Meet baby dinosaur Yingliang, the 66 million year old embryo.
Did you hear about the recent discovery of a baby dinosaur? A perfectly preserved dinosaur embryo was discovered in Ganzhou (southern China), as recently as December 2021. Researcher Dr Fion Waisum Ma said it is “the best dinosaur embryo ever found in history”.
The baby dino has been affectionately named Baby Yingliang and is estimated to be at least 66 million years old. Researchers said the egg was probably preserved by a sudden mudslide that buried it, protecting it from scavengers. The really interesting thing, though, is that it provides more insight into the link between dinosaurs and modern birds. How, you ask? Well, the fossil shows baby Yingliang in a curled position known as “tucking”, something a bird does in the egg not long before it hatches.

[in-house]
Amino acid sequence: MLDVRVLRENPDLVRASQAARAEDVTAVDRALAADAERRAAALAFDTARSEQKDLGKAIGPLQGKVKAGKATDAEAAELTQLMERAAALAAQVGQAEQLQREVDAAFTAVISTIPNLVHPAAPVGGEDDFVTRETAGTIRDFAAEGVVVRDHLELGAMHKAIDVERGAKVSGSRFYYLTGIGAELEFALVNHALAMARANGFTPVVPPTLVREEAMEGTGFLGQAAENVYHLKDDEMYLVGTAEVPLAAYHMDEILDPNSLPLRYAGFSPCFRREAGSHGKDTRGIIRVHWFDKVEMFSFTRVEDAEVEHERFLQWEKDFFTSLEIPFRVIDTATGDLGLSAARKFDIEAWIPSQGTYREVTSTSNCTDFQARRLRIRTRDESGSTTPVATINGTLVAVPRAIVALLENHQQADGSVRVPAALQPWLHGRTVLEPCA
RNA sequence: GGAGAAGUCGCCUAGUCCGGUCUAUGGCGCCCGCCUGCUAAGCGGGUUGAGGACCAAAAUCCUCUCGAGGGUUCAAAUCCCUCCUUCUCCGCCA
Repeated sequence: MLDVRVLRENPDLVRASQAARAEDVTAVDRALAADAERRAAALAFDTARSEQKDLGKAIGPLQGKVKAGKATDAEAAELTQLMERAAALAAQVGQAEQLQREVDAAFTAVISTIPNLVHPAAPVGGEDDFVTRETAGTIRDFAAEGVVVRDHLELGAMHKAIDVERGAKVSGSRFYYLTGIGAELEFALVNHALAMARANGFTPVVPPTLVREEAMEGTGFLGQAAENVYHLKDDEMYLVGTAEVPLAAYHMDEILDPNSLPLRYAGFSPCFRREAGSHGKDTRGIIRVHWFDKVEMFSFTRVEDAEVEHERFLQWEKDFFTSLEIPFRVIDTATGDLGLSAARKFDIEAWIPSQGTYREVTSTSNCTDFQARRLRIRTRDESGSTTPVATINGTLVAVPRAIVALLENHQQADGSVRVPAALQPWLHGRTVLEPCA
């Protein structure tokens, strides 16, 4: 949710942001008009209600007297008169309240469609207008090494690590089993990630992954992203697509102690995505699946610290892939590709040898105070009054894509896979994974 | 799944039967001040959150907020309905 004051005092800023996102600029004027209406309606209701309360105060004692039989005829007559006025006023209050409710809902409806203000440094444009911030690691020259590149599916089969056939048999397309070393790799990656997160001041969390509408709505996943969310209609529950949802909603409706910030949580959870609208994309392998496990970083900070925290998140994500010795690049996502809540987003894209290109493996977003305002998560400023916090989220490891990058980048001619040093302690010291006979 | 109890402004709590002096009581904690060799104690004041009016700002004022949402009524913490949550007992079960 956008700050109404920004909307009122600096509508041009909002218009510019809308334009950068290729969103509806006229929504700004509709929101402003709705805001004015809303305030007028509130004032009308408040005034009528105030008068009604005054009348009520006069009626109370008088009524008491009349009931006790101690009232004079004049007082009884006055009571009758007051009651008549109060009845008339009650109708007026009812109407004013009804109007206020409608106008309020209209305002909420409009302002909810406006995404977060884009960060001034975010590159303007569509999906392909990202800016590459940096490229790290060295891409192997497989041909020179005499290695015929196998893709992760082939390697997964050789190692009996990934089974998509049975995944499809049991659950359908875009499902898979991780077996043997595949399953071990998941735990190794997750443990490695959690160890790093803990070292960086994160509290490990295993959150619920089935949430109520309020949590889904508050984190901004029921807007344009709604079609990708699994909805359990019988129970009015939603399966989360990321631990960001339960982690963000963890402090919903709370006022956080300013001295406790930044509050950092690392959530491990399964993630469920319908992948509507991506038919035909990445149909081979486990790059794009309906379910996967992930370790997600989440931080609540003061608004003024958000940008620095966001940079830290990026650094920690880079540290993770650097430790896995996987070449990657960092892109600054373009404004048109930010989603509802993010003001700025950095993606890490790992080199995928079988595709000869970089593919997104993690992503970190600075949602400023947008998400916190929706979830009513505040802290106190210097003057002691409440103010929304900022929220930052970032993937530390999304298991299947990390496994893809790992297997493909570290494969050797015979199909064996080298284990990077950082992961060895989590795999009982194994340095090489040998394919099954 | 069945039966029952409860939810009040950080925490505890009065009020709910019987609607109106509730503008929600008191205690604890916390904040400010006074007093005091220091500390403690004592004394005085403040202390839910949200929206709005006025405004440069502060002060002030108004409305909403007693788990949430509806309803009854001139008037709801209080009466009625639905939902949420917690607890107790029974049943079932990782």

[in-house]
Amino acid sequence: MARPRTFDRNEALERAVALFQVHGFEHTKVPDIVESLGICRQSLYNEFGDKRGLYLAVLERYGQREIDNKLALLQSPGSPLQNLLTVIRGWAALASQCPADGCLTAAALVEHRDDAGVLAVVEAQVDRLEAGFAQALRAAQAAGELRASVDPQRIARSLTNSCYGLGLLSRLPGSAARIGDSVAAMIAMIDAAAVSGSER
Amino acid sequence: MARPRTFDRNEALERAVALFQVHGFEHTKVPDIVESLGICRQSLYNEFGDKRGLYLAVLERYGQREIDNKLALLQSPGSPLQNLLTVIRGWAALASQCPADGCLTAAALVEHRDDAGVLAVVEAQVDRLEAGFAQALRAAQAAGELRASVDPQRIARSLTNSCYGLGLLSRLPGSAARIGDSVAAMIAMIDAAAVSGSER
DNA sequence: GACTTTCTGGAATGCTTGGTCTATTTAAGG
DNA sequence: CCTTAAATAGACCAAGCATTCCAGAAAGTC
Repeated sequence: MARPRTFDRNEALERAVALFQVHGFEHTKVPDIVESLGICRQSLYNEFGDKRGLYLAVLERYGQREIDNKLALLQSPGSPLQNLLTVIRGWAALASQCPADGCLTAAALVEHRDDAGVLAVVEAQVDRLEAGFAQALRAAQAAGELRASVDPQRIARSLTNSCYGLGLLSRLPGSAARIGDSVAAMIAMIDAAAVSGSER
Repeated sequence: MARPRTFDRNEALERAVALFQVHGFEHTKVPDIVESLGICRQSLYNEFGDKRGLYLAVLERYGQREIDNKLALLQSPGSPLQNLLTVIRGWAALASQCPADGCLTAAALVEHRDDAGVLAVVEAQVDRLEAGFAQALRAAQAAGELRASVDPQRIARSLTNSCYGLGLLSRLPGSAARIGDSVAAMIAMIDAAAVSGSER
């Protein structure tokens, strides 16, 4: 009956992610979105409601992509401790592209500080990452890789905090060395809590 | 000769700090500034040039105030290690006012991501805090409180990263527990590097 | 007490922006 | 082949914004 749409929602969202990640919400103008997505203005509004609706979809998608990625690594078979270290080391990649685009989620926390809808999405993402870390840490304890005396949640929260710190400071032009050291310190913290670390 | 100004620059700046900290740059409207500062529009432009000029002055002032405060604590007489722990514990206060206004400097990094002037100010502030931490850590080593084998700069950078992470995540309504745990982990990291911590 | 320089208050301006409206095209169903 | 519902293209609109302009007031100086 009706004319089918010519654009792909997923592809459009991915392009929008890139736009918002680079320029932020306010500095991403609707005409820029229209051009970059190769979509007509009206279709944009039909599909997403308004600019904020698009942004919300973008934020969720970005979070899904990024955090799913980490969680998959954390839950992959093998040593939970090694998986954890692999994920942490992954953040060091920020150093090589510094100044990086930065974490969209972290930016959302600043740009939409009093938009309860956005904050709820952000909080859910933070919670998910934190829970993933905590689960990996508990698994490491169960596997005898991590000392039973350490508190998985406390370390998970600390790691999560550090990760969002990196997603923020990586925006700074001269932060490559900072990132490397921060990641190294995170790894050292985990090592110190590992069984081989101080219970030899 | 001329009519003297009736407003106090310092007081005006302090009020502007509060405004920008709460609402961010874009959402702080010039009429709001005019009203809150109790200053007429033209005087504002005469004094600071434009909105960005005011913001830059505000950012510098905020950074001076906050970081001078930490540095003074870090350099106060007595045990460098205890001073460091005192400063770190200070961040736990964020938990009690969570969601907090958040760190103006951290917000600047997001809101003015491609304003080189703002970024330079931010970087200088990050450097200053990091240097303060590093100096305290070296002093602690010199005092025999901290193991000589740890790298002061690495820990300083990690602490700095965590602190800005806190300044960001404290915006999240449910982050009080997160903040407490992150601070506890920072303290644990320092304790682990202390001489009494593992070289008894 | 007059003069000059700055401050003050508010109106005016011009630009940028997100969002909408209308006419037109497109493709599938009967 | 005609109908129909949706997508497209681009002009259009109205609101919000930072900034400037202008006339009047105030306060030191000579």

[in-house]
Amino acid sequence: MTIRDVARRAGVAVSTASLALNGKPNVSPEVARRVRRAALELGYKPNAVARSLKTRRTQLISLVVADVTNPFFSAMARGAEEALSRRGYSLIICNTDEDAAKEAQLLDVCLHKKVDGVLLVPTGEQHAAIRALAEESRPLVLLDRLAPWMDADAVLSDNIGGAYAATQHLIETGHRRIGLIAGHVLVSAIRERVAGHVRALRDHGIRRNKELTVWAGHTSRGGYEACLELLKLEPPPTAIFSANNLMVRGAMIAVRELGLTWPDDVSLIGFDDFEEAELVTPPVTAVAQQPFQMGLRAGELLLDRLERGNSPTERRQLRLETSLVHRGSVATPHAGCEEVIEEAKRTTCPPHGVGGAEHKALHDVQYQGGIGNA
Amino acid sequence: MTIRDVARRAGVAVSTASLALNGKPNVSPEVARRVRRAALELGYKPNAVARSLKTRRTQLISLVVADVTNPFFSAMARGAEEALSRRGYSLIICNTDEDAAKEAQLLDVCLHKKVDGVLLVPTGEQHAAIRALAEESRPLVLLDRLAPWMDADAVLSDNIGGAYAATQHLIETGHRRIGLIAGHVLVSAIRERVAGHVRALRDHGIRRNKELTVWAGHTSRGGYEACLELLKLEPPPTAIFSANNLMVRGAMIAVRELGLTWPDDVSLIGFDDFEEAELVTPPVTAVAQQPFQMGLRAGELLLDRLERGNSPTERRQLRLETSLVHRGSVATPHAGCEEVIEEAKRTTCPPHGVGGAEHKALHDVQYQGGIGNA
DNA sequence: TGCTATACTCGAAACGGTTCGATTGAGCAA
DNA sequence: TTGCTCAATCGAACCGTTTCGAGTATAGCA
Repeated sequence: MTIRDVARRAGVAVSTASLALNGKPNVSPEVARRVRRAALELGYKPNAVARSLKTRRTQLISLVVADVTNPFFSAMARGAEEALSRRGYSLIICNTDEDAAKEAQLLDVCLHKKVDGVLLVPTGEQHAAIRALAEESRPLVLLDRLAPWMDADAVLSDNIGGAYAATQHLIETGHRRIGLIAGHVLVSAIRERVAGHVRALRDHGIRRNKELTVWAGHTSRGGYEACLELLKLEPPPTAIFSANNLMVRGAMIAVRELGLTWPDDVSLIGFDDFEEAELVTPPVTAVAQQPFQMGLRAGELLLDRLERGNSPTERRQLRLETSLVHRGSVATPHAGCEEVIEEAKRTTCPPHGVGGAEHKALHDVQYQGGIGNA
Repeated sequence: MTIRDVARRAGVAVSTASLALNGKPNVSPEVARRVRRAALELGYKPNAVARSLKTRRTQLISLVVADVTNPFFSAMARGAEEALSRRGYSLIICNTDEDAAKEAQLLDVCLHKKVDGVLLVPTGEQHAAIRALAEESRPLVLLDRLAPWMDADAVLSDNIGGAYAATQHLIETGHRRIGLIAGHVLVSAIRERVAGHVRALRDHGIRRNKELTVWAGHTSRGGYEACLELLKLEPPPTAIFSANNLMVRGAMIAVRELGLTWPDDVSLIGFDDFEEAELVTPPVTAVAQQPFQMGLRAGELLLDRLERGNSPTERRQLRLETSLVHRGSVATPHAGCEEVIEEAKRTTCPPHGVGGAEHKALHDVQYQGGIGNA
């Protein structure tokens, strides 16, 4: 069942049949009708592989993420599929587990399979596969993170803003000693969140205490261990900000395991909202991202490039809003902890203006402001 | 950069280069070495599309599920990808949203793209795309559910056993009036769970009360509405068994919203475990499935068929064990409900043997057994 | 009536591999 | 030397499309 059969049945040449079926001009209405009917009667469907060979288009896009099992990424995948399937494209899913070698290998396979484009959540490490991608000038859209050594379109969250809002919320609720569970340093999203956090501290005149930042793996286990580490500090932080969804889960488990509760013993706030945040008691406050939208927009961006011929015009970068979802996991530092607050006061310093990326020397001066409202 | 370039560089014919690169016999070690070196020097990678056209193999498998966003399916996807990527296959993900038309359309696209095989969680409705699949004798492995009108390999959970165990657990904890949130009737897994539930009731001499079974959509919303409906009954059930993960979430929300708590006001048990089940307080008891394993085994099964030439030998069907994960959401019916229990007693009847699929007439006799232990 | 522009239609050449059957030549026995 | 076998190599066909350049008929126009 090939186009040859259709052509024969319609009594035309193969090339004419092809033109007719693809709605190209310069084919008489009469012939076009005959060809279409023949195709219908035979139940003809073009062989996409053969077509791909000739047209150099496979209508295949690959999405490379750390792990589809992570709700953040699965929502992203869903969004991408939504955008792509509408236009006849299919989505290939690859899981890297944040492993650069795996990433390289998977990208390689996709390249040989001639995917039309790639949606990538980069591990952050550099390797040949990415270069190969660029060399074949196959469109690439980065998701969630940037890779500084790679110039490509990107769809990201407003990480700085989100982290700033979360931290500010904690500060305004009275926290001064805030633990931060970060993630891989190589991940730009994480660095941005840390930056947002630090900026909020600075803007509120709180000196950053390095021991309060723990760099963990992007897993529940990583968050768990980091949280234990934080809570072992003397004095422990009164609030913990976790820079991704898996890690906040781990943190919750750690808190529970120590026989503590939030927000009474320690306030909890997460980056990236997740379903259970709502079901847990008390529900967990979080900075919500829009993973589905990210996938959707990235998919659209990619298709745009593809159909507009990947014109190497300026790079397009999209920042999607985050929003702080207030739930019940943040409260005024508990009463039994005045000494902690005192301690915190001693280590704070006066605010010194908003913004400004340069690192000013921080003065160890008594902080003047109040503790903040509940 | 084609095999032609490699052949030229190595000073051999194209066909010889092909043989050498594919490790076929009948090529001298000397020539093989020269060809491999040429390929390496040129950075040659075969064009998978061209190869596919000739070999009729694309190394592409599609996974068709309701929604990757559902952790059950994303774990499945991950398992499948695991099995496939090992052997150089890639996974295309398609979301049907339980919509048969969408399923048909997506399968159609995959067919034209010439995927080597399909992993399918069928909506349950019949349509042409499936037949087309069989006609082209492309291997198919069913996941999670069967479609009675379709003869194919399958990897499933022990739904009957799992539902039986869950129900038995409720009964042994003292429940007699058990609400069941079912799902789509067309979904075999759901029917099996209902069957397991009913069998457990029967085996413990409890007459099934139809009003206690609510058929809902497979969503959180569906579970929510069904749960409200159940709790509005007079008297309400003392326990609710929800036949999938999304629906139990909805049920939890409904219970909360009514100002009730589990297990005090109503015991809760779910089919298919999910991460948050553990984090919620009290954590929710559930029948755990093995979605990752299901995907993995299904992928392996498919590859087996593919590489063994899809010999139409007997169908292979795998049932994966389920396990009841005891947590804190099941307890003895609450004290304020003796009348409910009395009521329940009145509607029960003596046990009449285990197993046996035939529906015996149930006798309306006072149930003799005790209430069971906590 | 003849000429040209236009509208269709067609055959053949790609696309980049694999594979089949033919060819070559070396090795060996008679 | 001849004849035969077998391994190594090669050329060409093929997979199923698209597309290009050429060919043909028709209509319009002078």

“This indicates that such behaviour in modern birds first evolved and originated among their dinosaur ancestors,” Dr Ma told the AFP news agency.
Researchers believe it’s an oviraptorosaur (meaning “egg thief lizards”), which are feathered dinosaurs that lived in what is now Asia and North America during the Late Cretaceous period – between 100 million to 66 million years ago.
The egg was actually uncovered in 2000, but was then put into storage for 10 years. It was only when construction work began on the museum and old fossils were being sorted through that researchers turned their attention to the egg, which they suspected was holding an embryo inside.
Read another dinosaur story: the crocodile who ate a juvenile dinosaur for its last meal, or the evidence that dinosaurs caught colds too.
We feature baby dinosaur Yingliang in our February issue all about DINOSAURS, sharing this incredible discovery with our community of young scientists so they can learn about the extraordinary similarities between a prehistoric species and birds as they are today.
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